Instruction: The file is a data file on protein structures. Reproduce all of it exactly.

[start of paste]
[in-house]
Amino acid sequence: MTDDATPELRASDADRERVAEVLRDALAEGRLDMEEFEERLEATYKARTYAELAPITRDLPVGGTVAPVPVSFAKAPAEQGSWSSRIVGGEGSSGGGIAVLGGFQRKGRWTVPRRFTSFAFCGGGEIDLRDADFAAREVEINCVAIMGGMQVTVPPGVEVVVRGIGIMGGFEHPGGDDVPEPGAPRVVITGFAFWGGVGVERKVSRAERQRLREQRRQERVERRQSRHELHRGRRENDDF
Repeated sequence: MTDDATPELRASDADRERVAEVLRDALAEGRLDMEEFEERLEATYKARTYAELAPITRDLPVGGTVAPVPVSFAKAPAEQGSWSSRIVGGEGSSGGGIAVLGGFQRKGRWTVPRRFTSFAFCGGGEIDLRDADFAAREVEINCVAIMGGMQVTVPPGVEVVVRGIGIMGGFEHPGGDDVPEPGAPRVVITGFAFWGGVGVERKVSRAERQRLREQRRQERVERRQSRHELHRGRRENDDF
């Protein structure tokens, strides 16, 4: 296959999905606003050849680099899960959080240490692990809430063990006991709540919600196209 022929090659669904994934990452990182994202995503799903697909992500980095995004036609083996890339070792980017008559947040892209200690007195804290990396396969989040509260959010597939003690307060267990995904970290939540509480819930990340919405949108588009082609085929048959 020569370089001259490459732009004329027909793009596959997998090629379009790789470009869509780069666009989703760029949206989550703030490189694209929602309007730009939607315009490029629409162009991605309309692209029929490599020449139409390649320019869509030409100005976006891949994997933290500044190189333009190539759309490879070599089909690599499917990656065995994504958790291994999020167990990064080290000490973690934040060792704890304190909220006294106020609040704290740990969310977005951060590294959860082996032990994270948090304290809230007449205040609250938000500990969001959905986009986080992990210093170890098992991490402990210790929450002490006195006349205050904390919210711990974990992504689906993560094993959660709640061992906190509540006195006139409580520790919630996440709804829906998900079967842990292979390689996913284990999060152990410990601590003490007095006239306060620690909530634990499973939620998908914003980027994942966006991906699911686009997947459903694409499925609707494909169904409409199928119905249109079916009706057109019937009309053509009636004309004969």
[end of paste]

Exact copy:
[in-house]
Amino acid sequence: MTDDATPELRASDADRERVAEVLRDALAEGRLDMEEFEERLEATYKARTYAELAPITRDLPVGGTVAPVPVSFAKAPAEQGSWSSRIVGGEGSSGGGIAVLGGFQRKGRWTVPRRFTSFAFCGGGEIDLRDADFAAREVEINCVAIMGGMQVTVPPGVEVVVRGIGIMGGFEHPGGDDVPEPGAPRVVITGFAFWGGVGVERKVSRAERQRLREQRRQERVERRQSRHELHRGRRENDDF
Repeated sequence: MTDDATPELRASDADRERVAEVLRDALAEGRLDMEEFEERLEATYKARTYAELAPITRDLPVGGTVAPVPVSFAKAPAEQGSWSSRIVGGEGSSGGGIAVLGGFQRKGRWTVPRRFTSFAFCGGGEIDLRDADFAAREVEINCVAIMGGMQVTVPPGVEVVVRGIGIMGGFEHPGGDDVPEPGAPRVVITGFAFWGGVGVERKVSRAERQRLREQRRQERVERRQSRHELHRGRRENDDF
């Protein structure tokens, strides 16, 4: 296959999905606003050849680099899960959080240490692990809430063990006991709540919600196209 022929090659669904994934990452990182994202995503799903697909992500980095995004036609083996890339070792980017008559947040892209200690007195804290990396396969989040509260959010597939003690307060267990995904970290939540509480819930990340919405949108588009082609085929048959 020569370089001259490459732009004329027909793009596959997998090629379009790789470009869509780069666009989703760029949206989550703030490189694209929602309007730009939607315009490029629409162009991605309309692209029929490599020449139409390649320019869509030409100005976006891949994997933290500044190189333009190539759309490879070599089909690599499917990656065995994504958790291994999020167990990064080290000490973690934040060792704890304190909220006294106020609040704290740990969310977005951060590294959860082996032990994270948090304290809230007449205040609250938000500990969001959905986009986080992990210093170890098992991490402990210790929450002490006195006349205050904390919210711990974990992504689906993560094993959660709640061992906190509540006195006139409580520790919630996440709804829906998900079967842990292979390689996913284990999060152990410990601590003490007095006239306060620690909530634990499973939620998908914003980027994942966006991906699911686009997947459903694409499925609707494909169904409409199928119905249109079916009706057109019937009309053509009636004309004969």